This website is the digital version of the 2014 National Climate Assessment, produced in collaboration with the U.S. Global Change Research Program.

For the official version, please refer to the PDF in the downloads section. The downloadable PDF is the official version of the 2014 National Climate Assessment.

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Welcome to the National Climate Assessment

The National Climate Assessment summarizes the impacts of climate change on the United States, now and in the future.

A team of more than 300 experts guided by a 60-member Federal Advisory Committee produced the report, which was extensively reviewed by the public and experts, including federal agencies and a panel of the National Academy of Sciences.

Explore the effects of climate change
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Great Plains

Rising temperatures are leading to increased demand for water and energy. In parts of the region, this will constrain development, stress natural resources, and increase competition for water. New agricultural practices will be needed to cope with changing conditions.

Explore how climate change is affecting the Great Plains.



The Great Plains region includes the states of Kansas, Montana, Nebraska, North Dakota, Oklahoma, South Dakota, Texas, and Wyoming. The Highlights section below offers a high-level overview of climate change impacts on this region, including the five Key Messages and selected topics. (see Ch. 19: Great Plains)

Key Message: Energy, Water and Land Use

Rising temperatures are leading to increased demand for water and energy. In parts of the region, this will constrain development, stress natural resources, and increase competition for water among communities, agriculture, energy production, and ecological needs.

Key Message: Sustaining Agriculture

Changes to crop growth cycles due to warming winters and alterations in the timing and magnitude of rainfall events have already been observed; as these trends continue, they will require new agriculture and livestock management practices

Key Message: Conservation and Adaptation

Landscape fragmentation is increasing, for example, in the context of energy development activities in the northern Great Plains. A highly fragmented landscape will hinder adaptation of species when climate change alters habitat composition and timing of plant development cycles.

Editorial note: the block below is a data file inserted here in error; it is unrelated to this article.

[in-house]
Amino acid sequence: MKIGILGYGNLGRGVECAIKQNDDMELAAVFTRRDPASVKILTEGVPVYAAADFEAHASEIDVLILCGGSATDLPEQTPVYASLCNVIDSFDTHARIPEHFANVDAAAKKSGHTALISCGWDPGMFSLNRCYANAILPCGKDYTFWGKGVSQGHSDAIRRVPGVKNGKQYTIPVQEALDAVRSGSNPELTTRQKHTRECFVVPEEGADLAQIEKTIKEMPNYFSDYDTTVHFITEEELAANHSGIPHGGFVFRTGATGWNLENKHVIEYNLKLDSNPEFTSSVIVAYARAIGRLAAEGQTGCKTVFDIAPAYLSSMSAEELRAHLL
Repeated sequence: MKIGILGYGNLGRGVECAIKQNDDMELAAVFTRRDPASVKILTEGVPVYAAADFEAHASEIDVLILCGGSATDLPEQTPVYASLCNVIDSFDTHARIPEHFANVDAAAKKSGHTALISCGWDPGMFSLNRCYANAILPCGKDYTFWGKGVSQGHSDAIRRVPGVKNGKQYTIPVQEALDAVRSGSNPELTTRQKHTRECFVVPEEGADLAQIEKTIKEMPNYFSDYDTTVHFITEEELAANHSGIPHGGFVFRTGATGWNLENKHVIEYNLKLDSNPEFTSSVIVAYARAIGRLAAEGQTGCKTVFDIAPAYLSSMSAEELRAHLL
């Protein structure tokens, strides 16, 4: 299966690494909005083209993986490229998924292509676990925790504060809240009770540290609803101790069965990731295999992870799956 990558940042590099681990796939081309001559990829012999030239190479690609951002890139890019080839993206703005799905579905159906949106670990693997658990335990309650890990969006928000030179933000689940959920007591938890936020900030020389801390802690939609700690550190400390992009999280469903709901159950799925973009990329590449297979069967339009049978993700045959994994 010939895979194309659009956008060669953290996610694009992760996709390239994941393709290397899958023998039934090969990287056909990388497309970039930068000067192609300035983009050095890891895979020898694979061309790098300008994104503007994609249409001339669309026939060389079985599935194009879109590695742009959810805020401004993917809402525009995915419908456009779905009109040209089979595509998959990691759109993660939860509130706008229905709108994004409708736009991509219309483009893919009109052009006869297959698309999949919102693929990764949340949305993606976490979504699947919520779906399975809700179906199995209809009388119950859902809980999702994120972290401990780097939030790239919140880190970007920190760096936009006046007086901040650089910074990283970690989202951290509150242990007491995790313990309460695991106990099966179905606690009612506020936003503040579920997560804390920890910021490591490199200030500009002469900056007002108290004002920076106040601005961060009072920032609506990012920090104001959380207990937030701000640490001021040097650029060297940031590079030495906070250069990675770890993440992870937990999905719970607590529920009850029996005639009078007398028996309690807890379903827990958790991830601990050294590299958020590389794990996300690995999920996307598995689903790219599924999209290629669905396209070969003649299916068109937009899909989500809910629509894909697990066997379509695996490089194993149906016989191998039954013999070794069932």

Key Message: Vulnerable Communities

Communities that are already the most vulnerable to weather and climate extremes will be stressed even further by more frequent extreme events occurring within an already highly variable climate system.

Key Message: Opportunities to Build Resilience

The magnitude of expected changes will exceed those experienced in the last century. Existing adaptation and planning efforts are inadequate to respond to these projected impacts.

Great Plains

The Great Plains is a diverse region where climate is woven into the fabric of life. Daily, monthly, and yearly variations in the weather can be dramatic and challenging. The region experiences multiple climate and weather hazards, including floods, droughts, severe storms, tornadoes, hurricanes, and winter storms. In much of the Great Plains, too little precipitation falls to replace that needed by humans, plants, and animals. These variable conditions already stress communities and cause billions of dollars in damage. Climate change will add to both stress and costs.

man and mailbox in flood
Increases in heavy downpours contribute to flooding.

The people of the Great Plains historically have adapted to this challenging climate. Although projections suggest more frequent and more intense droughts, heavy downpours, and heat waves, people can reduce vulnerabilities through the use of new technologies, community-driven policies, and the judicious use of resources. Efforts to reduce greenhouse gas emissions and adapt to climate change can be locally driven, cost effective, and beneficial for local economies and ecosystem services.

Even small shifts in timing of plant growth cycles caused by climate change can disrupt ecosystem functions like predator-prey relationships or food availability. While historic bison herds migrated to adapt to changing conditions, habitats are now fragmented by roads, agriculture, and structures, inhibiting similar large-scale migration.2,3